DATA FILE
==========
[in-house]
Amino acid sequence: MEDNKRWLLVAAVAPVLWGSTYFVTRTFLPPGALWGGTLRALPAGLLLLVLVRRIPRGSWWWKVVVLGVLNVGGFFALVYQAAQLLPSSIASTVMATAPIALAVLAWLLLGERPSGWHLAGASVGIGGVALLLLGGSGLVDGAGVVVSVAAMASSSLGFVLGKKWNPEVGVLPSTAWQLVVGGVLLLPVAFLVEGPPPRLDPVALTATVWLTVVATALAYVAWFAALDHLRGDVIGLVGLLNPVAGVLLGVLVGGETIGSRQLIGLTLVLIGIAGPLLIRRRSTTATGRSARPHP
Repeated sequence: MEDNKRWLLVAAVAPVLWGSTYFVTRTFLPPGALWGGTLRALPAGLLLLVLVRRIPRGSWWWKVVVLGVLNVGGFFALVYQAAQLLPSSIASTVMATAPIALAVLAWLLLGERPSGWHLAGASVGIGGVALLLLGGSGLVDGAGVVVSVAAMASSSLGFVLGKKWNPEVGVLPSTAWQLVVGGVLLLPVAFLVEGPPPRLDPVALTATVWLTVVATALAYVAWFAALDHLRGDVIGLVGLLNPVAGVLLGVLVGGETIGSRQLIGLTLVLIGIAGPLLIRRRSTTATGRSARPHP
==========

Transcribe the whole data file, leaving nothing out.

[in-house]
Amino acid sequence: MEDNKRWLLVAAVAPVLWGSTYFVTRTFLPPGALWGGTLRALPAGLLLLVLVRRIPRGSWWWKVVVLGVLNVGGFFALVYQAAQLLPSSIASTVMATAPIALAVLAWLLLGERPSGWHLAGASVGIGGVALLLLGGSGLVDGAGVVVSVAAMASSSLGFVLGKKWNPEVGVLPSTAWQLVVGGVLLLPVAFLVEGPPPRLDPVALTATVWLTVVATALAYVAWFAALDHLRGDVIGLVGLLNPVAGVLLGVLVGGETIGSRQLIGLTLVLIGIAGPLLIRRRSTTATGRSARPHP
Repeated sequence: MEDNKRWLLVAAVAPVLWGSTYFVTRTFLPPGALWGGTLRALPAGLLLLVLVRRIPRGSWWWKVVVLGVLNVGGFFALVYQAAQLLPSSIASTVMATAPIALAVLAWLLLGERPSGWHLAGASVGIGGVALLLLGGSGLVDGAGVVVSVAAMASSSLGFVLGKKWNPEVGVLPSTAWQLVVGGVLLLPVAFLVEGPPPRLDPVALTATVWLTVVATALAYVAWFAALDHLRGDVIGLVGLLNPVAGVLLGVLVGGETIGSRQLIGLTLVLIGIAGPLLIRRRSTTATGRSARPHP